Value of a Statistical duck

by David Zetland

Benefit-cost accounting (BCA) began with a simple comparison of monetary benefits and costs, e.g., should I invest \$100 in exchange for a return of \$10 per year.

Then people wanted to compare more abstract values, such as the benefit of a vacation or sandwich or education against the costs of those goods. In those cases, the benefits are somewhat subjective — depending on the person, timing, etc. — but economists have used various techniques to try to quantify the benefits. The most obvious is “revealed preference,” which looks at decisions as an indicator of value. Thus, we assume that anyone who buys the sandwich is receiving adequate benefits (happiness, calories) compared to the the cost. This method is not very precise for individual decisions, but it is more accurate with a lot of data on frequent purchases in competitive markets. So it’s better for sandwiches or houses, but not so much for antiques, a cooking course or even an education (we rarely do two university bachelor’s degrees).

So there are issues of subjectivity. And they get worse, the more abstract the benefits and costs — the value of a whale for example.

But we need to know the value of whales, or a human life, or a cure for HIV/AIDS, so economists have gotten more and more creative.

(Can we just ignore exact values and say “it’s worth infinite”? Not when it comes to making choices, i.e., how many whales are we willing to kill if that means saving a human life… or how many humans are we willing to let die to save a whale. More on this in a moment.)

But, back to whales. There are two main methods of assessing value, both based on asking people questions:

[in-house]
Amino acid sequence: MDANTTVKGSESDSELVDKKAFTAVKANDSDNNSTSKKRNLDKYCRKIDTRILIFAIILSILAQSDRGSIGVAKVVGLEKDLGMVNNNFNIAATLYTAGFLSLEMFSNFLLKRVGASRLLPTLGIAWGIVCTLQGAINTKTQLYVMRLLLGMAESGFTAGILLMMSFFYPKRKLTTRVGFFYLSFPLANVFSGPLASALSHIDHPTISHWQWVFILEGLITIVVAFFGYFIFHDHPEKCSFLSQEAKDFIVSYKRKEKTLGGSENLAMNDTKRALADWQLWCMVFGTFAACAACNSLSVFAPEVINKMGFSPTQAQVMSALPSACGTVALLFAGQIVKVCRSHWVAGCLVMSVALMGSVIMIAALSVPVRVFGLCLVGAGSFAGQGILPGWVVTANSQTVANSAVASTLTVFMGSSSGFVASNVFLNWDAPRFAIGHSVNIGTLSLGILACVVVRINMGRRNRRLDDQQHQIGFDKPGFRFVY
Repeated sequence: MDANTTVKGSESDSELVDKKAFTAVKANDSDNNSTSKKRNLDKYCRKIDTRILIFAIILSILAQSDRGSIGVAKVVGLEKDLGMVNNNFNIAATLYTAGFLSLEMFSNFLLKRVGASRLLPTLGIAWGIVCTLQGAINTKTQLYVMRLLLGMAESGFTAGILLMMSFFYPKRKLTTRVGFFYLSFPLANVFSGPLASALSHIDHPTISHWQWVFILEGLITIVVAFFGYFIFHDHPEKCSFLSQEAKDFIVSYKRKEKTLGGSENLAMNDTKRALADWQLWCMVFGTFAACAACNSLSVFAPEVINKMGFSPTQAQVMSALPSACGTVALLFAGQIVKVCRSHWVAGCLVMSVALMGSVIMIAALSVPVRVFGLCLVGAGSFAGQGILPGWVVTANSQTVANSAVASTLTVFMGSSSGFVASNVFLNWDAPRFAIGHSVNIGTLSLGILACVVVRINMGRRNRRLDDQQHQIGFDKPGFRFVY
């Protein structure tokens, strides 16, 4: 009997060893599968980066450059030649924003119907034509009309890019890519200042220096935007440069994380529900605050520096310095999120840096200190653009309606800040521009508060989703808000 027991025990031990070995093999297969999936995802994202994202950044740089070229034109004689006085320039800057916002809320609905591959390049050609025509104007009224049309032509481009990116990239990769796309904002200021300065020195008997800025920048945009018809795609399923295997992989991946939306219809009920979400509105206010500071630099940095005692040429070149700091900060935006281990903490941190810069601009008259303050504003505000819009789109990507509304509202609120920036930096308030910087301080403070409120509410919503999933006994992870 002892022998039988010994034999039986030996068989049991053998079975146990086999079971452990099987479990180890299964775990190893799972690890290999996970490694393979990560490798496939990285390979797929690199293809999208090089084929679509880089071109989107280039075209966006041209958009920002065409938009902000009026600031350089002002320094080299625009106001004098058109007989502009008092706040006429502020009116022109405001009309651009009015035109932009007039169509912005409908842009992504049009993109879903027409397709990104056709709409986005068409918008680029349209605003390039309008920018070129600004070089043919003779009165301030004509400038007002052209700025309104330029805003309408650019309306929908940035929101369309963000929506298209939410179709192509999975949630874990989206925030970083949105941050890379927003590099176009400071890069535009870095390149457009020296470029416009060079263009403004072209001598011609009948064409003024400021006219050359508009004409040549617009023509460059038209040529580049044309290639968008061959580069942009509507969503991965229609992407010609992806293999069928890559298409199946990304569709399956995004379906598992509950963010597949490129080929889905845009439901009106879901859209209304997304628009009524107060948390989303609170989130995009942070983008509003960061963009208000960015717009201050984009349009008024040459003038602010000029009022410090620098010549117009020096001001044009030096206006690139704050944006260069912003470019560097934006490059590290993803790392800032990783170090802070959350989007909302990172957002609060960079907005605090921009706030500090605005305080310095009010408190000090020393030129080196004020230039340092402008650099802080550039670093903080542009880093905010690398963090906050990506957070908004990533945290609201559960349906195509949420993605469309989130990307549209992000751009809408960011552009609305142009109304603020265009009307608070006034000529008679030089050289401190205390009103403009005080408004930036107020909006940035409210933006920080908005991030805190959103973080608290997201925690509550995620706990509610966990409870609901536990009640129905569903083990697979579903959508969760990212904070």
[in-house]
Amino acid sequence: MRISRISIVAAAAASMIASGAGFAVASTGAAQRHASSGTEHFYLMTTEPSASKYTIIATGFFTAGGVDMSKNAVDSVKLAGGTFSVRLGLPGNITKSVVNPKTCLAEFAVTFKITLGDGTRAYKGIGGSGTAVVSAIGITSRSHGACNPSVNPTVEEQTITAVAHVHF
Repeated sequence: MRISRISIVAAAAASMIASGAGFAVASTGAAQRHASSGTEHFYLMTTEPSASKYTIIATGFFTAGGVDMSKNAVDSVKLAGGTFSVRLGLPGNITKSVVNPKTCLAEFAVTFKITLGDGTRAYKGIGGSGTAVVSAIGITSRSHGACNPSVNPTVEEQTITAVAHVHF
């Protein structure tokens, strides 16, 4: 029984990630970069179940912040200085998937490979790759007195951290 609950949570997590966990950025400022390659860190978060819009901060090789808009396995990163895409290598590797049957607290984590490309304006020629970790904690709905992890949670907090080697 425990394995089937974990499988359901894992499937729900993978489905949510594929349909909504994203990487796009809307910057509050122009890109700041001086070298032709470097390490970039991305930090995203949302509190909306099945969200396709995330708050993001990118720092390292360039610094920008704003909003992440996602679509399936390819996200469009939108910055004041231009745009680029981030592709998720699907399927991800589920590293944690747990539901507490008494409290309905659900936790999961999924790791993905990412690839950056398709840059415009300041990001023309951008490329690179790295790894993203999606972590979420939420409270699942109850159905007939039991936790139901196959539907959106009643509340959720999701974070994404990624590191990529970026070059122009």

Although these \$\$ figures should be the same, they are vastly different in practice, due to budgetary limits (money in your pocket), endowment effects (is the whale mine), abstraction (this whale or a “representative” whale?), etc.

Which brings me to ducks…

So there’s an old joke among economists:

Land developer: “Can you give me the value of this wetland, so I can decide if I should build a shopping mall here?”
Economic consultant: “Sure.”
LD: “Great, how much will you charge?”
EC: “Depends on what answer you want.”

So, the point here is that there’s a lot of subjectivity in calculating the non-market values of benefits or costs. That’s why you often see economists on both sides of a dispute, each with a “scientific” estimate of value that is vastly higher or lower than the others. That’s not because values are so different from the same process; it’s because there are different processes of arriving at values — none of which is more legitimate than the other!**

Now to ducks.

If the EC wants to stop the LD from building the shopping mall, then they need merely to identify some ducks (say 100), assign a WTA value of  \$50,000 per duck, and say “whelp, the costs of destroying that habitat and thus those ducks is so high that your project fails the CBA.”

OTOH, the EC can say “ducks are like chickens, and chickens cost around \$2 each, so you need to send \$200 to Ducks Unlimited so they can save some ducks elsewhere. Bring on the machines.”

Bottom line: Economists with two hands can make or break your project by ignoring or counting VSDs. Is that fair? No. But it is “scientific” so plan accordingly.

* Back in the times of paper airline tickets, this tradeoff was spelled out, in terms of compensation for death on flights in/to/from the US, which was a multiple of compensation for flights that did not have a US-leg. That may have also reflected the influence of lawyers. I can’t find a good link, but here’s a start.